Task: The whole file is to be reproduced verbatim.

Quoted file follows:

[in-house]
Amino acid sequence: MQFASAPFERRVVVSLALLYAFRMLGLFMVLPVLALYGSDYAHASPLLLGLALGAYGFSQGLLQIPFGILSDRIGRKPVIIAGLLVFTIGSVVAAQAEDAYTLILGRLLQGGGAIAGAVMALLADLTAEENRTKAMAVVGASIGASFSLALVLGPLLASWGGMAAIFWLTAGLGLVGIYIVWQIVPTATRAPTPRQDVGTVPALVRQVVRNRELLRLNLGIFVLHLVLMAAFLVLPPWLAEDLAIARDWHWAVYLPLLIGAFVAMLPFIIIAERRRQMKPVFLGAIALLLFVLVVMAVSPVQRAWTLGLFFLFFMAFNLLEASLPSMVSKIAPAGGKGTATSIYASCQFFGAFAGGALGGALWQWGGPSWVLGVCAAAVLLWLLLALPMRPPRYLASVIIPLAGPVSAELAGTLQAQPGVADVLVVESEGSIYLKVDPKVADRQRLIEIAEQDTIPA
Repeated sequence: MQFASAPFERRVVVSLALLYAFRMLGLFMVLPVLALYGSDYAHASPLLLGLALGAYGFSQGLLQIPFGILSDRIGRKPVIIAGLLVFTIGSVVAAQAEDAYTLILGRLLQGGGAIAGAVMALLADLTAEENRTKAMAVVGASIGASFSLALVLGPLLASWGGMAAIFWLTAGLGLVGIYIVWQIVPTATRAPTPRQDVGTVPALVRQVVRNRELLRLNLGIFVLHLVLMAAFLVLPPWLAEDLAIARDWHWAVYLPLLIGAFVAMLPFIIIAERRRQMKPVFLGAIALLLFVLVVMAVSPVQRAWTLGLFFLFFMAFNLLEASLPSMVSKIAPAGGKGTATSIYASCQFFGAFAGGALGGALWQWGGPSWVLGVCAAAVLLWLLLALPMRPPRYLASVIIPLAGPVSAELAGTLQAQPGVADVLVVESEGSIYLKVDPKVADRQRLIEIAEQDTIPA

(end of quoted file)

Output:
[in-house]
Amino acid sequence: MQFASAPFERRVVVSLALLYAFRMLGLFMVLPVLALYGSDYAHASPLLLGLALGAYGFSQGLLQIPFGILSDRIGRKPVIIAGLLVFTIGSVVAAQAEDAYTLILGRLLQGGGAIAGAVMALLADLTAEENRTKAMAVVGASIGASFSLALVLGPLLASWGGMAAIFWLTAGLGLVGIYIVWQIVPTATRAPTPRQDVGTVPALVRQVVRNRELLRLNLGIFVLHLVLMAAFLVLPPWLAEDLAIARDWHWAVYLPLLIGAFVAMLPFIIIAERRRQMKPVFLGAIALLLFVLVVMAVSPVQRAWTLGLFFLFFMAFNLLEASLPSMVSKIAPAGGKGTATSIYASCQFFGAFAGGALGGALWQWGGPSWVLGVCAAAVLLWLLLALPMRPPRYLASVIIPLAGPVSAELAGTLQAQPGVADVLVVESEGSIYLKVDPKVADRQRLIEIAEQDTIPA
Repeated sequence: MQFASAPFERRVVVSLALLYAFRMLGLFMVLPVLALYGSDYAHASPLLLGLALGAYGFSQGLLQIPFGILSDRIGRKPVIIAGLLVFTIGSVVAAQAEDAYTLILGRLLQGGGAIAGAVMALLADLTAEENRTKAMAVVGASIGASFSLALVLGPLLASWGGMAAIFWLTAGLGLVGIYIVWQIVPTATRAPTPRQDVGTVPALVRQVVRNRELLRLNLGIFVLHLVLMAAFLVLPPWLAEDLAIARDWHWAVYLPLLIGAFVAMLPFIIIAERRRQMKPVFLGAIALLLFVLVVMAVSPVQRAWTLGLFFLFFMAFNLLEASLPSMVSKIAPAGGKGTATSIYASCQFFGAFAGGALGGALWQWGGPSWVLGVCAAAVLLWLLLALPMRPPRYLASVIIPLAGPVSAELAGTLQAQPGVADVLVVESEGSIYLKVDPKVADRQRLIEIAEQDTIPA